Dolan's first stamp work appeared in 1966, as part of the new Australian definitive set in their new decimal currency. The high values of this set made use of the existing designs of the high value stamps portraying navigators issued in 1963-1965, but now with decimal denominations. For this, new dies were pressed of the original dies, and on this the old denominations and surrounding areas were removed, leaving flat polished surfaces onto which the new values could be engraved. The new values were traced from reference onto a gelatine film, and then rubbed onto the dies as a guide for the new engraving. Dolan worked on the 75c Captain Cook stamp and the $2 Bass and Whaleboat stamp.

Dolan believes that his portrait work is his best. Working with photographic references, he preferred to start with making a tonal drawing with pencil, to capture a particular look, then use that drawing to make the final pen and ink artwork. The challenge is to create with ‘line’ the effect of continuous tone, whereby security aspects, traditions, aesthetics and printability also need considering. What he likes about doing portraits is the feeling he’s getting into their individual personalities. He enjoys capturing the likeness, beauty, strength of a person.

From the late 1960s on, Dolan worked on a number of portraits used for the ‘Famous Australians’ issues. These were small-format stamps issued in booklets. From the first booklet, issued in 1968, Dolan is fondest of his portrait of the artist Albert Namatjira. He remembered doing the concept design in a rough pen and ink style, very much the style of his private art work at the time. Even though the postal authorities wanted him to do the final portrait in the traditional lines and dots style, Dolan stuck to his guns and engraved the portrait in his own rugged style which, according to him, suited the character best.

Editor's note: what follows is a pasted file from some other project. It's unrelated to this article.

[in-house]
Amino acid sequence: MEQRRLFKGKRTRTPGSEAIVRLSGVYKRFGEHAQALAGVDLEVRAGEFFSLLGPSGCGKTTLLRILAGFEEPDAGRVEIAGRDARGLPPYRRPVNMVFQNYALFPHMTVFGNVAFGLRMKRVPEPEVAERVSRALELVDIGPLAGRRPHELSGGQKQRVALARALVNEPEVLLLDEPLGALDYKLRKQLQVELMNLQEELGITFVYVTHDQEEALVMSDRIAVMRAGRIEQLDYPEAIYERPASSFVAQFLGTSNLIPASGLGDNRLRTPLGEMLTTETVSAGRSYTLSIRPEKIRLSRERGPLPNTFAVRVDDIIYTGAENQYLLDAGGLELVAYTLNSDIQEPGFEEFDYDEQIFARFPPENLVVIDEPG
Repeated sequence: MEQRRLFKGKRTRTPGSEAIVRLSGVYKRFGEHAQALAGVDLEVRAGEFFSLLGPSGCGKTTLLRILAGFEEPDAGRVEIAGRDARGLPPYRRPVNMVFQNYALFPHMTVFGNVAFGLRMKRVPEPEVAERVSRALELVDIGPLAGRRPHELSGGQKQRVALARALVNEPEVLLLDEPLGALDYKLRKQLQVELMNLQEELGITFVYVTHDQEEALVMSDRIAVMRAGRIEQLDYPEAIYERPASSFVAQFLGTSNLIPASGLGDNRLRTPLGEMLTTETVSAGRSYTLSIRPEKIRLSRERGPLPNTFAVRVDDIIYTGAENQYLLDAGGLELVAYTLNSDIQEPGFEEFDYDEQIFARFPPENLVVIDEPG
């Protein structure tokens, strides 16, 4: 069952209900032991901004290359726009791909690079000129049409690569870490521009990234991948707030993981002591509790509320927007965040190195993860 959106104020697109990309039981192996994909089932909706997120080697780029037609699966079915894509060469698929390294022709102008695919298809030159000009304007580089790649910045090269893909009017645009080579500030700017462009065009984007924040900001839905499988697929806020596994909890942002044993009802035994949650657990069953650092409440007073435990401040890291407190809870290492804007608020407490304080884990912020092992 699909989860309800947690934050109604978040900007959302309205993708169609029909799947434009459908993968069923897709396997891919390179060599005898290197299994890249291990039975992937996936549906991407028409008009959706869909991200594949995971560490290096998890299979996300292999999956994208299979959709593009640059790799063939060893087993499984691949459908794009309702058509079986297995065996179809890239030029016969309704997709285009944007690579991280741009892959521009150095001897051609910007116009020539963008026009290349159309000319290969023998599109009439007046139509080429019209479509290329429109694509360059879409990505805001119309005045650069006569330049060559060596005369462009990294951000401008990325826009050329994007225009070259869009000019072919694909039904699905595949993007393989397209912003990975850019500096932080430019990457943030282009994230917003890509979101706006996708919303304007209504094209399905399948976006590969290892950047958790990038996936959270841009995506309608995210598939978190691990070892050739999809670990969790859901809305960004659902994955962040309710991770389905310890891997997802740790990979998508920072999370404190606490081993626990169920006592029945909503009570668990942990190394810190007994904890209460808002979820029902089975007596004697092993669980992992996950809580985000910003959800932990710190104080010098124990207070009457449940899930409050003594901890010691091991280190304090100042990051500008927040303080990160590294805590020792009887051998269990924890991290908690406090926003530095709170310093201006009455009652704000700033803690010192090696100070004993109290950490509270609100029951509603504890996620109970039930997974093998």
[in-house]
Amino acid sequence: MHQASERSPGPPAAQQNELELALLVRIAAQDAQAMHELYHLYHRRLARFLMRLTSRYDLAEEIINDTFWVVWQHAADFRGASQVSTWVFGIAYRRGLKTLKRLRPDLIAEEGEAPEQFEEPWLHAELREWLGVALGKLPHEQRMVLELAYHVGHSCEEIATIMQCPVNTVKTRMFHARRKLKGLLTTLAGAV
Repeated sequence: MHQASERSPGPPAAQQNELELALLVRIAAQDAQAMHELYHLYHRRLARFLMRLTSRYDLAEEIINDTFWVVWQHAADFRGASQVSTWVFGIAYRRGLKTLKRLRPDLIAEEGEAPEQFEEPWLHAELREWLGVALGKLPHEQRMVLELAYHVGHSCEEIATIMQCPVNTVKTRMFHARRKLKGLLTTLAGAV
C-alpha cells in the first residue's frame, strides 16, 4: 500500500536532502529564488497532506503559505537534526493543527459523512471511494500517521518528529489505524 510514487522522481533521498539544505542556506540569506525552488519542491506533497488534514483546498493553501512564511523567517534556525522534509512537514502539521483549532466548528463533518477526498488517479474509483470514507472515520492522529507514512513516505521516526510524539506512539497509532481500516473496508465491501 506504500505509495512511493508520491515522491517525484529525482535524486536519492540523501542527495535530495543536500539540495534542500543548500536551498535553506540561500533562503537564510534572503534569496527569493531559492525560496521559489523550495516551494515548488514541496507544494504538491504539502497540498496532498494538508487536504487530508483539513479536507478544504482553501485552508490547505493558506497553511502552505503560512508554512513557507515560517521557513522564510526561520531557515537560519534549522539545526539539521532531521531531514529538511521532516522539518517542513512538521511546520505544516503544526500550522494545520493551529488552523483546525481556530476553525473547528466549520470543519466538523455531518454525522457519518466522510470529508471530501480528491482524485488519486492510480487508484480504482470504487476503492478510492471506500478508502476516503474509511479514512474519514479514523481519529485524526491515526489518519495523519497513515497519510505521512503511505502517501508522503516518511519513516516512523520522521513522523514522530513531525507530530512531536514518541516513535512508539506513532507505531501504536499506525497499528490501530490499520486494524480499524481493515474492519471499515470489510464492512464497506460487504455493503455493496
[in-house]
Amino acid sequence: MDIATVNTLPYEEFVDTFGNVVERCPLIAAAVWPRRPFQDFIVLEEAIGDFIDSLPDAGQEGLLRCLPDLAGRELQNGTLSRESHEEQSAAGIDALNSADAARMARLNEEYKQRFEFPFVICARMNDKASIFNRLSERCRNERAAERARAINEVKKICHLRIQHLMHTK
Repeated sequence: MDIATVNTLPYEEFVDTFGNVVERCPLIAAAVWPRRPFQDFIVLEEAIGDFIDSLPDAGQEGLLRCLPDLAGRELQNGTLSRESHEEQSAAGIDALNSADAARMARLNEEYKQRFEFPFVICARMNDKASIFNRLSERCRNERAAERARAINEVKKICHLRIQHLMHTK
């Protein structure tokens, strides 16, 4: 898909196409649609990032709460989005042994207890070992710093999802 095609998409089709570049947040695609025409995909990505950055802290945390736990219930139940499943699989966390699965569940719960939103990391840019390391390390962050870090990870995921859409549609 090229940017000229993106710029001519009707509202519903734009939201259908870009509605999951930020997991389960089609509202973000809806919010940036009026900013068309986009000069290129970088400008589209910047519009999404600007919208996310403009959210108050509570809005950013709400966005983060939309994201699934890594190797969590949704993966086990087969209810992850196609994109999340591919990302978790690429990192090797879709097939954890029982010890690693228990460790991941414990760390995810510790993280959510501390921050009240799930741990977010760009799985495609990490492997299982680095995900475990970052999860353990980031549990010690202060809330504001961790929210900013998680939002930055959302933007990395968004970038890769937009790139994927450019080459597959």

In complete contrast, the portrait done of Caroline Chisholm, from that same booklet, was a very delicate and refined engraving. Dolan remembered liking it very much having to engrave the soft feminine features and the beautifully detailed lacy head dress.

Another stamp from that series Dolan remembers particularly, is the 1970 stamp featuring the portraits of the Duigan brothers, the two aviation pioneers. It was quite a challenge to position the two portraits on such a small stamp and leave enough detail to engrave to make the portraits lifelike.

Dolan used to love it that the work he did for stamps was available to the general public so quickly. When engraving bank notes it could sometimes takes years before they appeared, but stamps were issued very quickly after having been made. He always used to run down to the post office on the day of issue, and get some first day covers or even full sheet of his stamps in, to keep as a momento.

Dolan's work extended to banknote engravings as well. As with his stamp work, the first banknotes he got to work on were the ones issued during the decimal changeover of Australia’s currency system. Of note (pardon the pun) is the portrait Dolan engraved of Sir Douglas Mawson. Not only is it the largest portrait ever engraved for an Australian banknote, it is also the last Australian banknote portrait ever to have been hand-engraved.

While acknowledging that newly developing computer techniques may be an exciting thing for artists and designers, Dolan does regret the general phasing out of hand-engraved stamps. For him, there is something special about a hand-engraved stamp; evoking quality, class and sophistication which you don't get from other stamps, no matter how attractive they may be in their own right. But with the whole process of hand engraving and subsequent printing plate production taking many weeks, Dolan does understand the economics of it. While on the job, though, it was just one of those things you had to accept and live with.

In 2008, Lyell Dolan retired.

You will find Lyell Dolan's database HERE.